We’ve all had experiences, which we want to forget, or wish we could go back in time and change our behavior, reaction, or words.
These incidents often leave us anxious and unhappy with ourselves too. We may ruminate on the happening for days, running it over and over in our heads—what we did wrong, what we should or could have said or done—to get the outcomes that we expected and wanted.
“Should, could and would” are not going to change the reality, of course, we all know that.
What’s more— too much dwelling upon desired endings of past events is unproductive, distressing and unhealthy. It makes our brains move in loops, wasting precious time and energy on events that are gone and done. Fair enough. So, we must move on, logic dictates.
But what if we can’t move on? What if the weight of our “coulds, shoulds and woulds” is too heavy?
Maybe these wish-upons are not mere happiness-and confidence-busters, but they have a purpose and even value to us? Can we and should we really completely ignore them?
The truth is, we need to pay attention of our “coulds, shoulds and woulds.”
Admittedly, they may make us feel bad about our current selves—that we didn’t live up to our own expectations and that we are not the people we believe we can be. Simply put — they cause our self-opinions and self-esteem to plummet.
But if we think too much in terms of “should, could and would,” it also often signals that something much deeper is escalating in the background.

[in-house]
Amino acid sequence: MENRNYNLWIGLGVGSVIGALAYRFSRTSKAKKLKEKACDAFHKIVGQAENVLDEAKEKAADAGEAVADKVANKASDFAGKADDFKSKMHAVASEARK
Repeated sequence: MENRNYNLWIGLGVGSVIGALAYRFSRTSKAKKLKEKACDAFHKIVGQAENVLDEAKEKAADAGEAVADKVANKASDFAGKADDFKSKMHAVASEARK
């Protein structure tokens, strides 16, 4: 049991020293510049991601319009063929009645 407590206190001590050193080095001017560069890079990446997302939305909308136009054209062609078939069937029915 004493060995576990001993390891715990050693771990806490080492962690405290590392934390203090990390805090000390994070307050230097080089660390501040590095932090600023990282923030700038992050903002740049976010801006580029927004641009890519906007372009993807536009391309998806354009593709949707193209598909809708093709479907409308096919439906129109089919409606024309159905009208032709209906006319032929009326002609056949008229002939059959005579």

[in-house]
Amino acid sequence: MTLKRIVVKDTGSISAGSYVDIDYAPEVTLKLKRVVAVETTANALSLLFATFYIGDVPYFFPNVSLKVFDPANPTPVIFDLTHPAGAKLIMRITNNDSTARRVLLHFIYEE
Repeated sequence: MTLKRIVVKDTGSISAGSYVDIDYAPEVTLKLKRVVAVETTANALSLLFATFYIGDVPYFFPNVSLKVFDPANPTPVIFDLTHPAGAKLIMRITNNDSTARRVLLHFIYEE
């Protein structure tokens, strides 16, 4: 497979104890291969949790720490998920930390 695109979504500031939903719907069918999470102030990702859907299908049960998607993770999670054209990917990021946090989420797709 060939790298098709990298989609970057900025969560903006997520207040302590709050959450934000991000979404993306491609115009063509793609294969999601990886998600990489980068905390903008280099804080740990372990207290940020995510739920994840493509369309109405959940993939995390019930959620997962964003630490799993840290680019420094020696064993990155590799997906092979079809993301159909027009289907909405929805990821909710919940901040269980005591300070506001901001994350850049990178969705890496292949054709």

As in—we are not happy with our personal or professional lives, we are not at the place we want to be, or there are amends we are craving to make—in our behavior, personality, self-assurance, even appearances — to close this gap.
And yes, it may be all “in our heads,” as psychologists may say here—that it all depends on our perceptions and interpretations of the situation. Maybe it wasn’t that bad after all. We are exaggerating. Or maybe we are just too high of achievers and perfectionists, and anything less than the stellar outcomes we expect of ourselves are deemed failures by default.
Certainly, there are grains of truth in these assumptions.
But if we are constantly disappointed with ourselves, then the regrets will keep coming back.
If we don’t feel great about ourselves—based on even perceived non-strengths and unsatisfying endings, our universes will be grey, dark and desolate places. We won’t be the individuals we know we have the potential to be.
So, it’s very important not to ignore the “could, should and woulds” as they can lead us to the “whys:” Why our expectations don’t align with the actual results? Why did we anticipate taking on the world, but instead—ended up crashing?
We should take a good stock of the “should-bes” swirling in our minds—to be able to pinpoint what we need to focus on improving.
Only then, we may employ the true-and-tried techniques from the books–the ones that all the gurus tell us about— “practice in front of the mirror; play out different scenarios in your head; visualise yourself succeed, prepare for the worst-case scenario, have a plan B, give yourself some credit.” And they may help to dampen the voice of our inner critic.
But it all starts with minding our “shoulds, woulds and coulds.” Because ultimately, we can’t fix what we are not aware of. And they can do exactly this—lead us to rabbit hole where our fears and anxieties live.
Looking back, we don’t want to remember the life that could-have-been but never was. We want to be able to look the man in the mirror in the eye—proudly and with the confidence that we’ve helped them become everything that we wanted them to be.